“Government Should Look at Concerns of Small Cash-and-Carry Businesses”
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CK Kumaravel, Co-Founder, Naturals saloon talks to CMR about the challenges being faced by the small cash and carry businesses, and the support they need from the govt
CK Kumaravel, Co-Founder of Naturals saloon was in news following his recent tweet on the lockdown and its impact on his saloon business. Speaking to CMR, Kumaravel said, “Our industry was considered a taboo twenty years before. However, what has happened because of the entry of ‘Naturals’ and other brands who had followed us is well known. In the last twenty years, the fundamentals of business had changed. From Taboo, we are in a lifestyle business.” Recalling his days when he started, his family, a leader in the FMCG industry, was not in favor of them. “Many of my friends and relatives told that this is not a business for educated people and not for people from a good background like you. Why are you starting a saloon?”, was the first question according to him. Even when he started selling the franchises after five-six years of making the business successful, and he started selling the franchises to his friends and relatives, everybody said they cannot tell anyone that their daughter-in-law is running a saloon.
Today Naturals has got four hundred plus financially independent, first-time women entrepreneurs. “We provide more than ten thousand direct jobs, of which sixty percent is women. We, as an industry have paid taxes to the Government of nearly one hundred crores from various angles like GST and other direct and indirect taxes, in the last year. The industry is now considered fairly organized, even though we feel only 15% comes under this bracket while eighty-five percent work has to be done and this is where we are at this point in time.”
However, coming into the lockdown has absolutely scribbled us, because our business model is based on fifty lakhs. Around fifty Lakh is invested on day one and every month we make a revenue with the daily income and twenty-five days of the income goes like rent, salary, product cost, electricity, laundry, and other expenses. It’s only the five days income left for the franchisor and franchisee.” ,Kumaravel added.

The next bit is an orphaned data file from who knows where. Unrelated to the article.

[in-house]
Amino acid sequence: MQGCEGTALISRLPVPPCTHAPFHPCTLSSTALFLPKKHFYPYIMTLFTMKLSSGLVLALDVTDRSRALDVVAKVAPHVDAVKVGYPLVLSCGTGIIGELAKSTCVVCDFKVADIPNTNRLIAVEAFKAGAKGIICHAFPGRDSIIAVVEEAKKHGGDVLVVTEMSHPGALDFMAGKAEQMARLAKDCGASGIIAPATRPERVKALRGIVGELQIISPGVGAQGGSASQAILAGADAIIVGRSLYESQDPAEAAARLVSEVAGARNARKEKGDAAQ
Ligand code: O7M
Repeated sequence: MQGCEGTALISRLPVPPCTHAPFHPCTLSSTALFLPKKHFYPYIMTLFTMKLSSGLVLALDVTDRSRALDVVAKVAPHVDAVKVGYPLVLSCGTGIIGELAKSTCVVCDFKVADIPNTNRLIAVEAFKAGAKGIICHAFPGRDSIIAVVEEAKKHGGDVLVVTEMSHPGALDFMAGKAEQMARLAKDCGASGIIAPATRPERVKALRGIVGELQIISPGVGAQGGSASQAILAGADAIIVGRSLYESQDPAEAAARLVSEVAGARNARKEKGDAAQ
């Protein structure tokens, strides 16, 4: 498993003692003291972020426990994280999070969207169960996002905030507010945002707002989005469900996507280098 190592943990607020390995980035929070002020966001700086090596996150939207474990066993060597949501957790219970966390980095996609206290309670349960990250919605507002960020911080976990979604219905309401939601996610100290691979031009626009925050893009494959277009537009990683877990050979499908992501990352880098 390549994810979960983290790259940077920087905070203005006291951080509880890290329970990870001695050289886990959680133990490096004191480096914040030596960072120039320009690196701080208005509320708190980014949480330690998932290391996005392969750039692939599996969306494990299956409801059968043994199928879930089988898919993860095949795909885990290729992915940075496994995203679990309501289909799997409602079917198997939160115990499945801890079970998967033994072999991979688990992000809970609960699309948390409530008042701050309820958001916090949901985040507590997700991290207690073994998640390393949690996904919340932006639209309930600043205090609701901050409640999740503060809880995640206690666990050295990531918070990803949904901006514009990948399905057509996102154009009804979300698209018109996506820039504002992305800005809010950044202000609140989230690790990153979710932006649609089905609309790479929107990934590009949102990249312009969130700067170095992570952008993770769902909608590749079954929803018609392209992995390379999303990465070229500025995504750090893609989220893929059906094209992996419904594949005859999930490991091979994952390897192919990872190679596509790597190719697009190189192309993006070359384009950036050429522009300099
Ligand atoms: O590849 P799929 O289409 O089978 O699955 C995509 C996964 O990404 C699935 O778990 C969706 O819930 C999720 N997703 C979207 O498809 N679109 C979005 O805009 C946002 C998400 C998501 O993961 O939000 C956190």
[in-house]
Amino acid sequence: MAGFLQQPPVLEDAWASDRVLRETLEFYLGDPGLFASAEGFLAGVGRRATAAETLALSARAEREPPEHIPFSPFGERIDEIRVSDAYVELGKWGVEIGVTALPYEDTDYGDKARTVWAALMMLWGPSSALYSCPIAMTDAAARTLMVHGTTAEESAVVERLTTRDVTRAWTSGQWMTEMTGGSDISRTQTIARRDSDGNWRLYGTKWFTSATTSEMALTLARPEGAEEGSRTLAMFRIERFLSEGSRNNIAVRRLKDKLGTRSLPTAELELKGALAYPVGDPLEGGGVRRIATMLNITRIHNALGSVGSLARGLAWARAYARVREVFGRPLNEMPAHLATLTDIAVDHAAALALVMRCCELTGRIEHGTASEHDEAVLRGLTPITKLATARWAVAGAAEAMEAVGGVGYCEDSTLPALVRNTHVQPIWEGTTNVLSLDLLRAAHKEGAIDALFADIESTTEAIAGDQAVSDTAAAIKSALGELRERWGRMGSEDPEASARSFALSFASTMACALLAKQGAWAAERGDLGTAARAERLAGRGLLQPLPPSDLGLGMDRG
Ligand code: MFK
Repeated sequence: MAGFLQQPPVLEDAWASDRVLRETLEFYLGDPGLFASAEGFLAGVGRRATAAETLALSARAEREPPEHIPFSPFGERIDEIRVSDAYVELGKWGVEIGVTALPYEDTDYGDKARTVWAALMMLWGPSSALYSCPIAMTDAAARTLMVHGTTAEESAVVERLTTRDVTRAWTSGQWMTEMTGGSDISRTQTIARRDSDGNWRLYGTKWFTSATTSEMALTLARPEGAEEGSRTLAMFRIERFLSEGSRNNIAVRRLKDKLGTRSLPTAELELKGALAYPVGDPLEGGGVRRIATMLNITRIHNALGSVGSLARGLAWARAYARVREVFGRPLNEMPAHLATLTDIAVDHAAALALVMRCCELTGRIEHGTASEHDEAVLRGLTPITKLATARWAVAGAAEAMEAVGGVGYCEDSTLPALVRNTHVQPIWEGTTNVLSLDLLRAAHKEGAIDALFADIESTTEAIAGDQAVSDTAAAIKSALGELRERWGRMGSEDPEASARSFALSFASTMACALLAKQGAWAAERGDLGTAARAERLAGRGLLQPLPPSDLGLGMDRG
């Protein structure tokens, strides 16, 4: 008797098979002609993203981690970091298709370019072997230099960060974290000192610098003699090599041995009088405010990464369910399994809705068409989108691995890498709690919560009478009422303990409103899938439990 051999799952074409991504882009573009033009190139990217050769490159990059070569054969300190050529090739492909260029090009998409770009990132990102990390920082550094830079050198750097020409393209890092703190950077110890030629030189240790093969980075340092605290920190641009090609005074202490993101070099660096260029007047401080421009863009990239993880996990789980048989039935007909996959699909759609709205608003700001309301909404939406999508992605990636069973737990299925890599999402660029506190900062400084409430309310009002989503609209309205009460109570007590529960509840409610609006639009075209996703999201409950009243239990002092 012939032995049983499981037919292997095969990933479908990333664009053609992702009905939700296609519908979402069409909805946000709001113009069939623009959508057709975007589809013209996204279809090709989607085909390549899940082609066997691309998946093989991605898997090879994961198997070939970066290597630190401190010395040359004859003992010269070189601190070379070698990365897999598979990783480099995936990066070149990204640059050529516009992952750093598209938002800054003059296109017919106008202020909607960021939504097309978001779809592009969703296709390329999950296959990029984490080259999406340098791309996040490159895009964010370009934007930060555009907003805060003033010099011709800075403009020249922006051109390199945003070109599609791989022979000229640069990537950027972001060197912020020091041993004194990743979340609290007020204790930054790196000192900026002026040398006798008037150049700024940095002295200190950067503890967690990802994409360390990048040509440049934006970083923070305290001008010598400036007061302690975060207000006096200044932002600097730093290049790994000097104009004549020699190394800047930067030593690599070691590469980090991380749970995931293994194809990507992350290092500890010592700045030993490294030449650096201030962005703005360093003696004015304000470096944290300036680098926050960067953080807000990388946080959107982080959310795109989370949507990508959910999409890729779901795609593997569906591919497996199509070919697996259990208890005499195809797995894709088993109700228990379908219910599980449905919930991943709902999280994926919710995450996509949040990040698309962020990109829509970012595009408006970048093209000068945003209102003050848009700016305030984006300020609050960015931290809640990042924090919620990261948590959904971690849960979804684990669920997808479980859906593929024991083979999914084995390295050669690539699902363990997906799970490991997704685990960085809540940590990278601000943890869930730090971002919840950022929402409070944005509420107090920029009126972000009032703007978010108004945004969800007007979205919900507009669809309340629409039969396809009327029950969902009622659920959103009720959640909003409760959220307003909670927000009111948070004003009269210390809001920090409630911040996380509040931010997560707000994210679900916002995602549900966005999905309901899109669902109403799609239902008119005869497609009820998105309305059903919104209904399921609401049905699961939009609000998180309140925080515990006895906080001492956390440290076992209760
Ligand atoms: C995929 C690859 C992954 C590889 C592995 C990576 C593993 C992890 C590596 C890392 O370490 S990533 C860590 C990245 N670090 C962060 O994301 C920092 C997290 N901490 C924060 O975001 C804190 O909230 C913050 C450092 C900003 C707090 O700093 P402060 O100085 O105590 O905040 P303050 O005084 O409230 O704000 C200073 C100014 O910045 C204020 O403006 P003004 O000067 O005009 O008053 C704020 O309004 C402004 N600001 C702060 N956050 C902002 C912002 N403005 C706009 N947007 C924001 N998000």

In saloon-franchising, the franchisee, with the revenue generated, pays back the bank loan and takes home only some portion of it and pays a little to the franchisor. Franchisor uses that money to pay for the advertisement and brand building and also for training cost. In March, saloon owners downed the shutters around the 22nd. Even though the business was dull, they somehow managed to pay the salaries for March because of cash flows. Unfortunately, most of them were not able to pay salaries in April.
Kumaravel said he wanted to arrange for bank loan, but banks were not willing to lend money, even though the guidelines were there and his track records was spotless. “We even approached NBFCs, but they were ready to fund only for 24 to 30 percent and for that also they wanted a personal guarantee from me and my wife[founder].We have agreed to give that because we want our franchisees to get some money to take care of the minimum requirements of their staff. Unfortunately, the NBFCs said that they will lend the money after lockdown, but even that did not happen. As banks failed to support financially, some of our franchise partners have pledged their jewelry to keep the show running and many are what we call hand-to-mouth, taking care of the staff.”
He also says quite a few are very frustrated, while others are more fearful than frustrated due to the uncertainty. ‘Naturals’ as a brand is also trying to counsel them. “We feel that the Government needs to help us because we have done so much job creation. We have a lot of women entrepreneurs and now this is the kind of network and this is the kind of showcase, be it laundry, fruit shop, tailoring, fast-food, florist or saloon. All these businesses are daily cash-and-carry businesses,which can really give a lot of jobs.It can create a lot of entrepreneurs at the bottom of the pyramid and make a good amount of money. “We all want to survive and progress, but we all need help from Government.” Kumaravel says.
Minimum, Kumaravel feels that the government should allow them to function. They’ll find ways of ensuring safety and hygiene, but at least they’ll be back in operation and start making some money again.